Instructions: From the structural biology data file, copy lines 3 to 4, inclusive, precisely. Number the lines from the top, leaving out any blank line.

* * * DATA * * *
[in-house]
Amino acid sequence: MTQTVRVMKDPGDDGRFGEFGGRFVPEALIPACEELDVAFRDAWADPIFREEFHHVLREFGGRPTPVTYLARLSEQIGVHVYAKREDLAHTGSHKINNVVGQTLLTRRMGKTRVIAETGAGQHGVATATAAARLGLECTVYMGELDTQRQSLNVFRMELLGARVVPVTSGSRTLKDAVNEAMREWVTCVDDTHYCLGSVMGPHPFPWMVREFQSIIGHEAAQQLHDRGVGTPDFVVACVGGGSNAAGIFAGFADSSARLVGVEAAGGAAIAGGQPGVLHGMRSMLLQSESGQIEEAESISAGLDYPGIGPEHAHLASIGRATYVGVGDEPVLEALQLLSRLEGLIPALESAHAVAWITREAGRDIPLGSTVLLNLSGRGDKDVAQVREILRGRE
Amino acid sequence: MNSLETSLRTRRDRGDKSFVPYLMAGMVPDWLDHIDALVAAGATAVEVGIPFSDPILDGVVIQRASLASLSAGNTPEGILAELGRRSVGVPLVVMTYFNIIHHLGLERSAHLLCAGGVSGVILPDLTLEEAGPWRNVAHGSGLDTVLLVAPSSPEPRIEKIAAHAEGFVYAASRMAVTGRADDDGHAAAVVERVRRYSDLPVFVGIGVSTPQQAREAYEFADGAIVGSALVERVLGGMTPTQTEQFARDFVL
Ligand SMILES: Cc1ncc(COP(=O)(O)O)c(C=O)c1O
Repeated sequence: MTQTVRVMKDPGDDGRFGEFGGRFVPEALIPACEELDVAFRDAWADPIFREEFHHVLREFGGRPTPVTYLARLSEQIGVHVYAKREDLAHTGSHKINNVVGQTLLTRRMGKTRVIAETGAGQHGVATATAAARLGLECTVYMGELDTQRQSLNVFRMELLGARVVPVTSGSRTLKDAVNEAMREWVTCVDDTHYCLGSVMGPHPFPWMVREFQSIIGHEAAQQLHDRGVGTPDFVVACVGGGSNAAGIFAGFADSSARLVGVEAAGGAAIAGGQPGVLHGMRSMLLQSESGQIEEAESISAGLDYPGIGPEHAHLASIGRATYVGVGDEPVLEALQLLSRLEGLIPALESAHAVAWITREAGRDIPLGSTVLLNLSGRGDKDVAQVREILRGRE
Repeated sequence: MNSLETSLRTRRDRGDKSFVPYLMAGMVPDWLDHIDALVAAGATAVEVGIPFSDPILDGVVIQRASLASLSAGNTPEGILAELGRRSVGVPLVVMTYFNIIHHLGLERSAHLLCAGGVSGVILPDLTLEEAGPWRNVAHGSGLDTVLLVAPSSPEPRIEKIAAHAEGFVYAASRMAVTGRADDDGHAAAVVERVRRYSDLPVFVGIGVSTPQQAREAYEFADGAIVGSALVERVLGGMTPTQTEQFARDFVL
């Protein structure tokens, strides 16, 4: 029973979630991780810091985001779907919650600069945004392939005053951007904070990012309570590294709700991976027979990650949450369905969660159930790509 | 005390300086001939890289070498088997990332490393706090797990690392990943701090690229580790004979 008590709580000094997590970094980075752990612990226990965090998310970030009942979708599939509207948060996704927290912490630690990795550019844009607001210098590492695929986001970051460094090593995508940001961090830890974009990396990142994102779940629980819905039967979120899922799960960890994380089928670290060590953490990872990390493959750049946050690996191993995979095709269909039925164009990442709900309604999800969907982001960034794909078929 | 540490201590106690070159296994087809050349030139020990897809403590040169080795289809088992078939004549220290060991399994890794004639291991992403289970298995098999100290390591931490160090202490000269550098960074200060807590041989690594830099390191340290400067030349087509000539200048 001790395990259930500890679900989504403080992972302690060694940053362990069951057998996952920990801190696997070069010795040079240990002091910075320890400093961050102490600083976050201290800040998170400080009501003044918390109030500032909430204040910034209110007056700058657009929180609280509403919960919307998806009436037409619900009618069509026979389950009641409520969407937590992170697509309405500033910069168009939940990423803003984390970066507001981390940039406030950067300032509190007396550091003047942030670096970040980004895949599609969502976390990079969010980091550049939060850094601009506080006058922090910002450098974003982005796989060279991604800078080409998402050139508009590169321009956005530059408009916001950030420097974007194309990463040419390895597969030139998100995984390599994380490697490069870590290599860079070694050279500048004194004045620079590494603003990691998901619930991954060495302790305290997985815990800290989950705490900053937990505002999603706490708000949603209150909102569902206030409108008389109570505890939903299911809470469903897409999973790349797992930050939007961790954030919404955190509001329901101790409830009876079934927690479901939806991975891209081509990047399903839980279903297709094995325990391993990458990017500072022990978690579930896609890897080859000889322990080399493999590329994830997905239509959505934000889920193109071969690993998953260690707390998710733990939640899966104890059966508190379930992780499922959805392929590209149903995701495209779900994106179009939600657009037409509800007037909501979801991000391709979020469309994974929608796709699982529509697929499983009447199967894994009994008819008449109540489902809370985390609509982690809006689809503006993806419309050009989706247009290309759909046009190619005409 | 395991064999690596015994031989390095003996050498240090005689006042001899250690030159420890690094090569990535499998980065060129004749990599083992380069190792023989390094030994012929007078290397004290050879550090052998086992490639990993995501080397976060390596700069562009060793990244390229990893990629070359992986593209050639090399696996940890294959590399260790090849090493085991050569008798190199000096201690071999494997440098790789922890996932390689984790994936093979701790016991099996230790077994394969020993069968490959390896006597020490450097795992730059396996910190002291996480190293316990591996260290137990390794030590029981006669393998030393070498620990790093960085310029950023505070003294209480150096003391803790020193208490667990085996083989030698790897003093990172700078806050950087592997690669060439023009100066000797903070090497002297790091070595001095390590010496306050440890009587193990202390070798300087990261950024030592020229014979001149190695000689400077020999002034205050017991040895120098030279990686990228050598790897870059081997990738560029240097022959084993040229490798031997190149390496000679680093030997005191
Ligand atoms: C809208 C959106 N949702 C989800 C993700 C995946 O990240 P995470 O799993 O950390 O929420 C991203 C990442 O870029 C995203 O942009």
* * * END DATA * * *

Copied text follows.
Amino acid sequence: MNSLETSLRTRRDRGDKSFVPYLMAGMVPDWLDHIDALVAAGATAVEVGIPFSDPILDGVVIQRASLASLSAGNTPEGILAELGRRSVGVPLVVMTYFNIIHHLGLERSAHLLCAGGVSGVILPDLTLEEAGPWRNVAHGSGLDTVLLVAPSSPEPRIEKIAAHAEGFVYAASRMAVTGRADDDGHAAAVVERVRRYSDLPVFVGIGVSTPQQAREAYEFADGAIVGSALVERVLGGMTPTQTEQFARDFVL
Ligand SMILES: Cc1ncc(COP(=O)(O)O)c(C=O)c1O